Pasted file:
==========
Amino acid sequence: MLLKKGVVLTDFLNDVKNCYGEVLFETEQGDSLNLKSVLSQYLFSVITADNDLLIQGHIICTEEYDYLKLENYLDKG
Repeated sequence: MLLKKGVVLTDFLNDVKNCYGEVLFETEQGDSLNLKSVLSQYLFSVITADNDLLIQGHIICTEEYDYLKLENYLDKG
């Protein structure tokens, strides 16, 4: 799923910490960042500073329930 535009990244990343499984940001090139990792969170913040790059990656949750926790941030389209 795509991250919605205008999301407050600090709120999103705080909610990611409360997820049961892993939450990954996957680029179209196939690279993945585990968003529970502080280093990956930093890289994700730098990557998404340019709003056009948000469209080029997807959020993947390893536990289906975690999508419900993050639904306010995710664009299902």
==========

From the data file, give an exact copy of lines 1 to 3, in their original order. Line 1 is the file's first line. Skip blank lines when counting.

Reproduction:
Amino acid sequence: MLLKKGVVLTDFLNDVKNCYGEVLFETEQGDSLNLKSVLSQYLFSVITADNDLLIQGHIICTEEYDYLKLENYLDKG
Repeated sequence: MLLKKGVVLTDFLNDVKNCYGEVLFETEQGDSLNLKSVLSQYLFSVITADNDLLIQGHIICTEEYDYLKLENYLDKG
């Protein structure tokens, strides 16, 4: 799923910490960042500073329930 535009990244990343499984940001090139990792969170913040790059990656949750926790941030389209 795509991250919605205008999301407050600090709120999103705080909610990611409360997820049961892993939450990954996957680029179209196939690279993945585990968003529970502080280093990956930093890289994700730098990557998404340019709003056009948000469209080029997807959020993947390893536990289906975690999508419900993050639904306010995710664009299902």